Daniel Doherty

The Russian occupation of Crimea has reportedly turned violent: a Ukrainian soldier was killed and another wounded Tuesday, allegedly at the hands of Russian forces, according to the Ukrainian Prime Minister. Reuters reports:

Ukrainian Prime Minister Arseny Yatseniuk said on Tuesday that the conflict in its Crimea peninsula, now under Russian control, had entered a military phase after an Ukrainian officer was killed in an alleged Russian shooting at a Crimea base.

"The conflict is moving from a political one to a military one because of Russian soldiers," he told a meeting at Ukraine's defense ministry. "Today, Russian soldiers began shooting at Ukrainian servicemen and this is a war crime without any expiry under a statute of limitations."

Yatseniuk said he had ordered Ukraine's defense minister to call a meeting with his counterparts from Britain, France, and Russia - signatories to a 1994 treaty guaranteeing Ukraine's borders to "prevent an escalation of the conflict".

Earlier, a military spokesman said a Ukrainian officer was killed in a shooting at a military facility on the outskirts of the Crimean capital Simferopol, but it was unclear who was behind the incident.

Up until this point, the crisis in Crimea had been relatively peaceful. In fact, Russian President Vladimir Putin actually bragged in his recent speech at the Kremlin that the invasion was conducted without bloodshed. But all that changed on Tuesday after a Crimean military base was stormed, although by whom exactly, it isn’t clear:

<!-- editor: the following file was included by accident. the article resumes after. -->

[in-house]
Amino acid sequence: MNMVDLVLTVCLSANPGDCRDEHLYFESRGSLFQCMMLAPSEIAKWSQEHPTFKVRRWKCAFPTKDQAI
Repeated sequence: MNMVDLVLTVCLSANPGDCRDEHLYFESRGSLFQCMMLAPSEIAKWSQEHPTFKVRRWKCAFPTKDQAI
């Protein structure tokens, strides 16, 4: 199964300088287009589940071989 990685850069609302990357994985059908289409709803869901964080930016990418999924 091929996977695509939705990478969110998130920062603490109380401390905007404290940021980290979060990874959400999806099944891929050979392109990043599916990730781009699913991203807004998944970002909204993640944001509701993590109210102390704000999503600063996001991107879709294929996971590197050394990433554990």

There was no immediate evidence that Russian soldiers were involved in Tuesday's incident, witnesses said.

It was not possible to see far into the compound, because streets leading to it had been blocked by so-called "self-defense" units of pro-Russian volunteers who have been patrolling the streets of Crimea in the run-up to the referendum.

This latest crisis will no doubt put increased pressure on U.S. leaders to ease tensions and resolve the situation peacefully. For what it’s worth, syndicated columnist Charles Krauthammer argued last night on “Special Report” that the latest rounds of sanctions have been “humiliating” and “preposterous”; he called for arming the Ukrainian military with weapons as the “one thing we could do” to show Moscow that the U.S. means business:

Meanwhile, Ukraine is calling all able-bodied persons with military backgrounds into service. The threat of a full-scale military invasion, it seems, is being taken very seriously by Ukraine's interim government:

Ukraine, fearing a large-scale Russian invasion, has called upon 20,000 Ukrainians with some degree of military training to report for service. On Tuesday, groups of reservists trained outside Kyiv.

Ukrainian officials said there are more than 20,000 Russian soldiers on its borders — troops Russia claims are merely training.

Needless to say, the situation is Crimea is spiraling out of control. Stay tuned for additional updates as more information becomes available.


Daniel Doherty

Daniel Doherty is Townhall's Deputy News Editor. Follow him on Twitter @danpdoherty.

Author Photo credit: Jensen Sutta Photography